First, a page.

Vineet Aziz’s review published on Letterboxd:
I used to abhorrently hate this movie, not just because of how awful the dialogue and storytelling are, but because of its absolute waste of potential. Yet while rewatching Eps I and II recently with friends (some of them watching these for the first time), I actually came to a new sort of understanding.
I think the prequels do what Valerian did. They ruin a good story with horrible pacing and dialogue, but at the same time they also create CGI worlds that, while obviously are CGI, are totally unearthly and fantastical, and unlike anything else from other films. I can't think of any other movie from the 90s or early 2000s with anything like the Gungan underwater world. I can't even imagine how that same world would have been done practically in the 80s.
But what's more, there are a lot of ideas here that are really worthwhile. Forbidden love; Deep fake conspiracies; Armies of unfeeling, loyal clones; The origin of Boba Fett; A flying car chase; Obi-Wan, Jedi Detective; Anakin losing his mom; the perfect bittersweet ending--I could go on and on, because this movie has so much potential to be pure awesome, and from a certain pulpy style-over-substance point of view, maybe it even is. The score is godly, the sets, costumes, and overall art design are fantastic (just look at Padme's dresses! look at Kamino!), and the use of massive scale CGI is super impressive. What's more, it fits naturally after Episode I by returning to several minor characters 10 years later while also setting up the original trilogy in a way that feels natural and maybe even necessary. Sure, it's certainly not a well told story (it's the very worst Star Wars by a long mile) but revisiting it now... I think there's quite a bit here that the film should get credit for.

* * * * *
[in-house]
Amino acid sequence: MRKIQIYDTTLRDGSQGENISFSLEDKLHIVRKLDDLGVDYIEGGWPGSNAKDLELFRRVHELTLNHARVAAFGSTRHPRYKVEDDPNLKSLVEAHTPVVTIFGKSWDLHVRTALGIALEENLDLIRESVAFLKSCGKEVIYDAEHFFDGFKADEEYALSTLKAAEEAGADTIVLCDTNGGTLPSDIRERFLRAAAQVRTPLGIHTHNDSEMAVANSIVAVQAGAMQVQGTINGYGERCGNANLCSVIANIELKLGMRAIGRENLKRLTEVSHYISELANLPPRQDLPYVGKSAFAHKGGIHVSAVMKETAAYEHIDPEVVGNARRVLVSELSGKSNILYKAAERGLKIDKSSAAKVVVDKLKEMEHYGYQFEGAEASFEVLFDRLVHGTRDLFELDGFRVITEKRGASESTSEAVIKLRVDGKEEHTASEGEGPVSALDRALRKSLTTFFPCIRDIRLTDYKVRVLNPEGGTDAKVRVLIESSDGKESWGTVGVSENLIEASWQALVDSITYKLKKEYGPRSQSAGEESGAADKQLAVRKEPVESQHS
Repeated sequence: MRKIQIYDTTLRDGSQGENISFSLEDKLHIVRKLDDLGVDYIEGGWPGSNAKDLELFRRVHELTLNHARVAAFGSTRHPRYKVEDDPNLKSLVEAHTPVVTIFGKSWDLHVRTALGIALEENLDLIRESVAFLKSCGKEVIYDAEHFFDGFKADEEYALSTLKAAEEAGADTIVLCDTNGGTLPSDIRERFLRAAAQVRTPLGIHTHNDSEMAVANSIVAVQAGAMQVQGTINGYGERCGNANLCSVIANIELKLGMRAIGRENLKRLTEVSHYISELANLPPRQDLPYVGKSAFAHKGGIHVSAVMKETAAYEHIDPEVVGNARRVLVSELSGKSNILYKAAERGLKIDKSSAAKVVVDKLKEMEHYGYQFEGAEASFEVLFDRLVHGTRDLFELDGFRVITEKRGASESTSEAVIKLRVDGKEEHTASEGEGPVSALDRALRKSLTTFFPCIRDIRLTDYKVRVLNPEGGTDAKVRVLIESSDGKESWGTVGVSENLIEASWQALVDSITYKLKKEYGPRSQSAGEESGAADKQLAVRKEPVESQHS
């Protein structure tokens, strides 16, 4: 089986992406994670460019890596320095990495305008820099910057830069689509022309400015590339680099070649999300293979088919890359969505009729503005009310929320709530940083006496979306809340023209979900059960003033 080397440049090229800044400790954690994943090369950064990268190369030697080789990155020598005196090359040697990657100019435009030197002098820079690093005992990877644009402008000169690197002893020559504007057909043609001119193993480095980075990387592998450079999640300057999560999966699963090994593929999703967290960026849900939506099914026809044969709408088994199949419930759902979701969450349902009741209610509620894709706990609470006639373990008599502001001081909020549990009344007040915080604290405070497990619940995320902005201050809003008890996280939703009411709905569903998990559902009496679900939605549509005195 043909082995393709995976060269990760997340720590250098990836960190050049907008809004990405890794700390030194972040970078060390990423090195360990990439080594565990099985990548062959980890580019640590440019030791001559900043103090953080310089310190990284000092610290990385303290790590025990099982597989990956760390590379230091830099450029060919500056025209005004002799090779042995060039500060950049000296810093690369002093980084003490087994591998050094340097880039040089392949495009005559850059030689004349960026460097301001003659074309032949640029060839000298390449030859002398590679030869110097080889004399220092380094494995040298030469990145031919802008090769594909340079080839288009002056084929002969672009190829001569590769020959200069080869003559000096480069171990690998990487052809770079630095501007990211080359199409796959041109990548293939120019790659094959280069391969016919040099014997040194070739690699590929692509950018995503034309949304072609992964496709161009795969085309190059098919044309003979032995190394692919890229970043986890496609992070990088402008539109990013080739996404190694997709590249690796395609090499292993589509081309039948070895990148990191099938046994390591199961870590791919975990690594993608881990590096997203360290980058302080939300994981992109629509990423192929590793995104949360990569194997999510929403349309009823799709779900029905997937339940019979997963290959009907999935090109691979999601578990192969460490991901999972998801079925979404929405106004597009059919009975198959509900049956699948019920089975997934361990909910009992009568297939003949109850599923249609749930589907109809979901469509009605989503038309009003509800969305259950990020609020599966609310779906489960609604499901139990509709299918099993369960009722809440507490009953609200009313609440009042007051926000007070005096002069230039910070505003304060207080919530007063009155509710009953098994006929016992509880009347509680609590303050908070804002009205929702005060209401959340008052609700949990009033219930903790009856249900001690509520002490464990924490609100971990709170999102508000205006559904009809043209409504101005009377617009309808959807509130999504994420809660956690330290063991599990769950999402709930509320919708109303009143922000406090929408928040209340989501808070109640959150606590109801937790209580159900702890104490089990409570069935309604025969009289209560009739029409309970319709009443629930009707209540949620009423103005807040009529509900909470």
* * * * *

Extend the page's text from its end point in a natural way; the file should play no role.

Most of all, the best, most underutilized part of this movie might be the lightsaber battle in the dark. I mean, what a fucking genius idea. With the focus on their faces instead of the actual fight, the glowing red/blue lighting, and the quiet, tense, percussive score, this scene is a total contrast to the fanfare of the operatic Duel of the Fates battle from Episode I, but in a potentially equally powerful way. This scene could have been probably one of the greatest moments in all of Star Wars, if it was just choreographed and directed differently.
And I think thats my problem with this film overall--it's fantastic on paper, the ideas are there, the budget is there, the production value is there, the talented crew are there, but the actual script and direction are not. Lucas really is a creative genius, with a very clear love of classic Hollywood. He knew everything this film needed to be great, maybe even to make it the best Star Wars movie, period. He was clever enough to put all the right elements in, but he just wasn't proficient enough as a writer-director to make them work together in a meaningful way.
Which kinda sucks.